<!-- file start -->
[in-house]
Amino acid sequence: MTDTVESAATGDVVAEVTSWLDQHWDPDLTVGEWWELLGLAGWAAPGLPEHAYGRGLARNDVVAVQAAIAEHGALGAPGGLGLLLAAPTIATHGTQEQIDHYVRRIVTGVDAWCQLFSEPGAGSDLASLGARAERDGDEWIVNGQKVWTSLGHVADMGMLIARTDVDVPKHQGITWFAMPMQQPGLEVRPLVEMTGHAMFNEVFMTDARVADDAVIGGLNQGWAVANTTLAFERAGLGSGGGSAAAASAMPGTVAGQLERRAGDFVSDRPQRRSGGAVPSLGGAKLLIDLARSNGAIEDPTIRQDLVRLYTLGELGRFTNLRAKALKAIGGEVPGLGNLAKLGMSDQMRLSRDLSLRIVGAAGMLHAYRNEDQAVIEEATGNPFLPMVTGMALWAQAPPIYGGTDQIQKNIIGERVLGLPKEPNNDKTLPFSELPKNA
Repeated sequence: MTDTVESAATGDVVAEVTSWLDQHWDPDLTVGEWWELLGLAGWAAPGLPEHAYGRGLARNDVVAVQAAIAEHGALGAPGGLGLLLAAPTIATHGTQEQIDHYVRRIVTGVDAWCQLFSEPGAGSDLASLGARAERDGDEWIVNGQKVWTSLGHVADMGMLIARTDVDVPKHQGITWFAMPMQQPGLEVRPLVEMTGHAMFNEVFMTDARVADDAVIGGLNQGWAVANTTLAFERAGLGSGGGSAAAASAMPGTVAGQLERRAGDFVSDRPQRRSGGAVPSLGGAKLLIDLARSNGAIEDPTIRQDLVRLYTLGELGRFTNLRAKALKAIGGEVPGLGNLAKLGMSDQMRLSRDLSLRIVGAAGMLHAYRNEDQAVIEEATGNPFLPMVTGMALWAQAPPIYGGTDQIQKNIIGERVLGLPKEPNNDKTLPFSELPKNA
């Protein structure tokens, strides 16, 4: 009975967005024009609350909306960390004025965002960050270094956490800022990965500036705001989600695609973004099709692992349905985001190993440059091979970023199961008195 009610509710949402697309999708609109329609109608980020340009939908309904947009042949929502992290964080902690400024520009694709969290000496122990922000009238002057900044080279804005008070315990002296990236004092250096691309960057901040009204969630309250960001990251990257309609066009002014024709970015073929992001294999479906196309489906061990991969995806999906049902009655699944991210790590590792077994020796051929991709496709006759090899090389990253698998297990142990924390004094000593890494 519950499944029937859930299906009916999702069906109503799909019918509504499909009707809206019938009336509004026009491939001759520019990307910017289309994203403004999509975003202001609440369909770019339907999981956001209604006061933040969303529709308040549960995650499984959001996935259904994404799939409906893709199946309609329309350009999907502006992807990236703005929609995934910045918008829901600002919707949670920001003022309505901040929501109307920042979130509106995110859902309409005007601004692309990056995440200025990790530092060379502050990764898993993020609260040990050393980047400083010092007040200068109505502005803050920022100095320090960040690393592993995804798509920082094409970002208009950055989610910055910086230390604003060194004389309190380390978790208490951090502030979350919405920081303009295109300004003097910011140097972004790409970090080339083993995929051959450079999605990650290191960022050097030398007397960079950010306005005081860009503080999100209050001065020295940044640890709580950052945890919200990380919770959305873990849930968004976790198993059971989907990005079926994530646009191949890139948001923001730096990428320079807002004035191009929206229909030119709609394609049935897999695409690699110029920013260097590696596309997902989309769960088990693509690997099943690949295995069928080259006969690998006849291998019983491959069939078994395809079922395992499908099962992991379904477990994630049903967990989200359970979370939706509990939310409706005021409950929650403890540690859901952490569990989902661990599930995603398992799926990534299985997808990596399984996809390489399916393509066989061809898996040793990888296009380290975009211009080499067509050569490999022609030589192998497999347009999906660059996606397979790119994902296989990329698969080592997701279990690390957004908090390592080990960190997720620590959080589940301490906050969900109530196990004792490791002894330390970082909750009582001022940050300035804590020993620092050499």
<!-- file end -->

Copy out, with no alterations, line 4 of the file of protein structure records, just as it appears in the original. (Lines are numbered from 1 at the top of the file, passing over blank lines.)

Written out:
């Protein structure tokens, strides 16, 4: 009975967005024009609350909306960390004025965002960050270094956490800022990965500036705001989600695609973004099709692992349905985001190993440059091979970023199961008195 009610509710949402697309999708609109329609109608980020340009939908309904947009042949929502992290964080902690400024520009694709969290000496122990922000009238002057900044080279804005008070315990002296990236004092250096691309960057901040009204969630309250960001990251990257309609066009002014024709970015073929992001294999479906196309489906061990991969995806999906049902009655699944991210790590590792077994020796051929991709496709006759090899090389990253698998297990142990924390004094000593890494 519950499944029937859930299906009916999702069906109503799909019918509504499909009707809206019938009336509004026009491939001759520019990307910017289309994203403004999509975003202001609440369909770019339907999981956001209604006061933040969303529709308040549960995650499984959001996935259904994404799939409906893709199946309609329309350009999907502006992807990236703005929609995934910045918008829901600002919707949670920001003022309505901040929501109307920042979130509106995110859902309409005007601004692309990056995440200025990790530092060379502050990764898993993020609260040990050393980047400083010092007040200068109505502005803050920022100095320090960040690393592993995804798509920082094409970002208009950055989610910055910086230390604003060194004389309190380390978790208490951090502030979350919405920081303009295109300004003097910011140097972004790409970090080339083993995929051959450079999605990650290191960022050097030398007397960079950010306005005081860009503080999100209050001065020295940044640890709580950052945890919200990380919770959305873990849930968004976790198993059971989907990005079926994530646009191949890139948001923001730096990428320079807002004035191009929206229909030119709609394609049935897999695409690699110029920013260097590696596309997902989309769960088990693509690997099943690949295995069928080259006969690998006849291998019983491959069939078994395809079922395992499908099962992991379904477990994630049903967990989200359970979370939706509990939310409706005021409950929650403890540690859901952490569990989902661990599930995603398992799926990534299985997808990596399984996809390489399916393509066989061809898996040793990888296009380290975009211009080499067509050569490999022609030589192998497999347009999906660059996606397979790119994902296989990329698969080592997701279990690390957004908090390592080990960190997720620590959080589940301490906050969900109530196990004792490791002894330390970082909750009582001022940050300035804590020993620092050499």